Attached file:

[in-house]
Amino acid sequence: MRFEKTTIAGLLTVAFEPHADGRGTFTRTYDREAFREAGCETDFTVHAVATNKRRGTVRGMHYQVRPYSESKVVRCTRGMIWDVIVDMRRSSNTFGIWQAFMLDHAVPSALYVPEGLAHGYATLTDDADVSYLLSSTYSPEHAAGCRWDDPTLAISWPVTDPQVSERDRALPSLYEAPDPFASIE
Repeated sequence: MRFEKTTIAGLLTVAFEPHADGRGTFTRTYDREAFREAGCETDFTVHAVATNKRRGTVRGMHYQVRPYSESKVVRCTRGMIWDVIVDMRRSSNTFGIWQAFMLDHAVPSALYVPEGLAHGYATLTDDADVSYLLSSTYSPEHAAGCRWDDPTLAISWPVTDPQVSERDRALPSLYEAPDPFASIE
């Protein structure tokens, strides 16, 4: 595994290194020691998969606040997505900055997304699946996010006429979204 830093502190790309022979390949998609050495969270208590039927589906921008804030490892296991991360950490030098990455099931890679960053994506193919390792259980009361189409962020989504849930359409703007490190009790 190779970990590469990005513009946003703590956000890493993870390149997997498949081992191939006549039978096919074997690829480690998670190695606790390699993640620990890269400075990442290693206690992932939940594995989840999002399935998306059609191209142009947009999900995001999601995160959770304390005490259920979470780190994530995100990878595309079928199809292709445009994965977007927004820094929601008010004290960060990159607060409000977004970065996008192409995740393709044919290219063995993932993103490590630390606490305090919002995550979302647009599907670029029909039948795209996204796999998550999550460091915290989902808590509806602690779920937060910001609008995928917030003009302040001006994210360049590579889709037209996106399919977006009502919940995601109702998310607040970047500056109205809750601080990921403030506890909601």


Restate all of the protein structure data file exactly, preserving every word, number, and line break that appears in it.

[in-house]
Amino acid sequence: MRFEKTTIAGLLTVAFEPHADGRGTFTRTYDREAFREAGCETDFTVHAVATNKRRGTVRGMHYQVRPYSESKVVRCTRGMIWDVIVDMRRSSNTFGIWQAFMLDHAVPSALYVPEGLAHGYATLTDDADVSYLLSSTYSPEHAAGCRWDDPTLAISWPVTDPQVSERDRALPSLYEAPDPFASIE
Repeated sequence: MRFEKTTIAGLLTVAFEPHADGRGTFTRTYDREAFREAGCETDFTVHAVATNKRRGTVRGMHYQVRPYSESKVVRCTRGMIWDVIVDMRRSSNTFGIWQAFMLDHAVPSALYVPEGLAHGYATLTDDADVSYLLSSTYSPEHAAGCRWDDPTLAISWPVTDPQVSERDRALPSLYEAPDPFASIE
């Protein structure tokens, strides 16, 4: 595994290194020691998969606040997505900055997304699946996010006429979204 830093502190790309022979390949998609050495969270208590039927589906921008804030490892296991991360950490030098990455099931890679960053994506193919390792259980009361189409962020989504849930359409703007490190009790 190779970990590469990005513009946003703590956000890493993870390149997997498949081992191939006549039978096919074997690829480690998670190695606790390699993640620990890269400075990442290693206690992932939940594995989840999002399935998306059609191209142009947009999900995001999601995160959770304390005490259920979470780190994530995100990878595309079928199809292709445009994965977007927004820094929601008010004290960060990159607060409000977004970065996008192409995740393709044919290219063995993932993103490590630390606490305090919002995550979302647009599907670029029909039948795209996204796999998550999550460091915290989902808590509806602690779920937060910001609008995928917030003009302040001006994210360049590579889709037209996106399919977006009502919940995601109702998310607040970047500056109205809750601080990921403030506890909601």